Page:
Estimates of Non-Heterosexual Prevalence: The Roles of Anonymity and Privacy in Survey Methodology
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When do people feel comfortable enough to provide honest answers to sensitive questions? Focusing specifically on sexual orientation prevalence—a measure that is sensitive to the pressures of heteronormativity—the present study was conducted to examine the variability in U.S. estimates of non-heterosexual identity prevalence and to determine how comfortable people are with answering questions about their sexual orientation when asked through commonly used survey modes. We found that estimates of non-heterosexual prevalence in the U.S. increased as the privacy and anonymity of the survey increased. Utilizing an online questionnaire, we rank-ordered 16 survey modes by asking people to rate their level of comfort with each mode in the context of being asked questions about their sexual orientation. A demographically diverse sample of 652 individuals in the U.S. rated each mode on a scale from −5 (very uncomfortable) to +5 (very comfortable). Modes included anonymous (name not required) and non-anonymous (name required) versions of questions, as well as self-administered and interviewer-administered versions. Subjects reported significantly higher mean comfort levels with anonymous modes than with non-anonymous modes and significantly higher mean comfort levels with self-administered modes than with interviewer-administered modes. Subjects reported the highest mean comfort level with anonymous online surveys and the lowest with non-anonymous personal interviews that included a video recording. Compared with the estimate produced by an online survey with a nationally representative sample, surveys utilizing more intrusive methodologies may have underestimated non-heterosexual prevalence in the U.S. by between 50 and 414%. Implications for public policy are discussed.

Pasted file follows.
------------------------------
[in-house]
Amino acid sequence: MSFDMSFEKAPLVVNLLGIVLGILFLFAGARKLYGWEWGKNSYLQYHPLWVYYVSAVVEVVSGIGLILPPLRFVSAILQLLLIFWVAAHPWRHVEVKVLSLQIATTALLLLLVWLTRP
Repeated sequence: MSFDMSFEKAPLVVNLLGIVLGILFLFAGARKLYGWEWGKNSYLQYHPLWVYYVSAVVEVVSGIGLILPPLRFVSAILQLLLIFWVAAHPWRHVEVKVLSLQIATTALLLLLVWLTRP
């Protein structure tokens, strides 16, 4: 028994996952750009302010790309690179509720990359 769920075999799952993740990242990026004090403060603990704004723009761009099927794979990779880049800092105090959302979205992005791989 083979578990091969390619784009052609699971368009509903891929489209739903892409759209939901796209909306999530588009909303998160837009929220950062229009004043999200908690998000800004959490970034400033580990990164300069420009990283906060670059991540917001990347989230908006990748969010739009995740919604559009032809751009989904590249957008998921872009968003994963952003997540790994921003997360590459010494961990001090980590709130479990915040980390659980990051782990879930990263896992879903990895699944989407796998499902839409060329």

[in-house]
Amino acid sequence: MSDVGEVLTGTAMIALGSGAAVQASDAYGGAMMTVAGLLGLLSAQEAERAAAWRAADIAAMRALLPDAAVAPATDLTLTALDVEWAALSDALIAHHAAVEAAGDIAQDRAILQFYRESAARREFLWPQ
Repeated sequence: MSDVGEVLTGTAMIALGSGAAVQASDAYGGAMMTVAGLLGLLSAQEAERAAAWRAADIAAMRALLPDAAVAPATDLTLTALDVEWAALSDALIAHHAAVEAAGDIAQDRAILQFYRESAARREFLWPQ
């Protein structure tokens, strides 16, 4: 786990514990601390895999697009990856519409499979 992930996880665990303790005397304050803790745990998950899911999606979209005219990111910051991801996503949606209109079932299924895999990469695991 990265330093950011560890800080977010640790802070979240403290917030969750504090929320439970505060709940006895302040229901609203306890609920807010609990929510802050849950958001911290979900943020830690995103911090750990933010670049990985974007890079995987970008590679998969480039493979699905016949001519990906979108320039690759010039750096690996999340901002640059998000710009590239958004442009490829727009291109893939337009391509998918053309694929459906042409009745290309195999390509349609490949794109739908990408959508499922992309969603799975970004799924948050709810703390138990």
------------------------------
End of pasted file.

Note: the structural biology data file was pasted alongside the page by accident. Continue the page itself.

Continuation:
KeywordsSexual orientation Prevalence of non-heterosexuality Survey methodology Heteronormativity
Earlier versions of this article were presented at the 2013 annual meeting of the Society for the Scientific Study of Sexuality and at the 2014 annual meeting of the Western Psychological Association. The authors would like to thank Brian W. Ward, Debby Herbenick, Randy Sell, and Tom W. Smith for their helpful comments and suggestions.
Compliance with Ethical Standards
Conflict of interest
All authors declare no conflicts of interest.
Human and Animal Rights
All procedures performed in studies involving human participants were in accordance with the ethical standards of the institutional and/or national research committee and with the 1964 Helsinki declaration and its later amendments or comparable ethical standards. This article does not contain any studies with animals performed by any of the authors.
Informed consent was obtained from all individual participants included in the study.
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